Let us know when you find new stuff!
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Pindrop
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PostPosted: Thu Sep 26, 2002 6:03 pm    Post subject: Reply with quote

Thanks for the corrections, I went ahead and updated.
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yavor
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PostPosted: Fri Sep 27, 2002 2:47 pm    Post subject: Reply with quote

rac,
You are wrong about the make mrproper and make clean
Try this:
Backup your kernel sources and build modules before trying it!

#emerge vanilla-sources
#cd /usr/src/linux
#make dep bzImage modules modules_install
#make mrpromer
#emerge unmerge vanilla-sources
#find /usr/src/linux

And you will see some headers left.
Now try this.

#emerge vanilla-sources
#cd /usr/src/linux
#make dep bzImage modules modules_install
#make clean
#make mrpromer
#emerge unmerge vanilla-sources
#find /usr/src/linux

There are no files left.

So make mrproper doesn't call make clean
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pilla
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PostPosted: Fri Sep 27, 2002 3:07 pm    Post subject: Reply with quote

Yes, it kills .config. And yes, it is annoying 8)

rac wrote:
<snip> I try to add a warning that it will kill your .config file, so it's often a good idea to copy it somewhere safe first, run make mrproper, and then copy it back over.
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Pindrop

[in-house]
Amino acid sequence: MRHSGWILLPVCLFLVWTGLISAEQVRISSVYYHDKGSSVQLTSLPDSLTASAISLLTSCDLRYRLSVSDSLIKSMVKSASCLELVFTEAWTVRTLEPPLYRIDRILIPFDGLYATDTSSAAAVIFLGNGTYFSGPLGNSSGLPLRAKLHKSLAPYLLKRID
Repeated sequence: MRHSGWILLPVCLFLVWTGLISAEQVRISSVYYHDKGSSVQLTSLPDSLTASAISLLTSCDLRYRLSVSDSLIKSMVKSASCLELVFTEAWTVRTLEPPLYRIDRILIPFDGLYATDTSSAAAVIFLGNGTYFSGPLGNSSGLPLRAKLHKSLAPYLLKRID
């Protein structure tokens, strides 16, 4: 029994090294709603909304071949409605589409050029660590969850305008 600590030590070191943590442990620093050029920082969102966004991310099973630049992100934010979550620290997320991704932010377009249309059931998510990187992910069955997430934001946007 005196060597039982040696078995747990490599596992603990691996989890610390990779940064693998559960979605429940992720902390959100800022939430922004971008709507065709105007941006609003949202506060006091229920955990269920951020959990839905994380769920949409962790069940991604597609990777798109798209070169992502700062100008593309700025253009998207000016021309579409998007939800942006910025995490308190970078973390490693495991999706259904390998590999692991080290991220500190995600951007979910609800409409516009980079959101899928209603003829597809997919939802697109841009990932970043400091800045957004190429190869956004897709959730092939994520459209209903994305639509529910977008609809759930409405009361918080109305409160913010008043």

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PostPosted: Fri Sep 27, 2002 5:44 pm    Post subject: Reply with quote

I went ahead and edited 'make clean && make mrproper' back in, and a note to backup your config file. Make clean takes a whole 2 seconds so I don't think it matters a whole lot :D
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rac
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PostPosted: Fri Sep 27, 2002 6:46 pm    Post subject: Reply with quote

yavor wrote:
rac,
You are wrong about the make mrproper and make clean [...]
So make mrproper doesn't call make clean

I haven't tried your test yet, but I did have a look at the top-level Makefile:
Makefile wrote:
mrproper: clean archmrproper

...and I thought that meant that mrproper depends on clean, so clean should get called. Am I misunderstanding the Makefile? Is it lying to me?
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Pindrop
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PostPosted: Sun Sep 29, 2002 2:38 am    Post subject: Reply with quote

I forgot to add the good ole hdparm tweaks. Edited once again :P
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arkane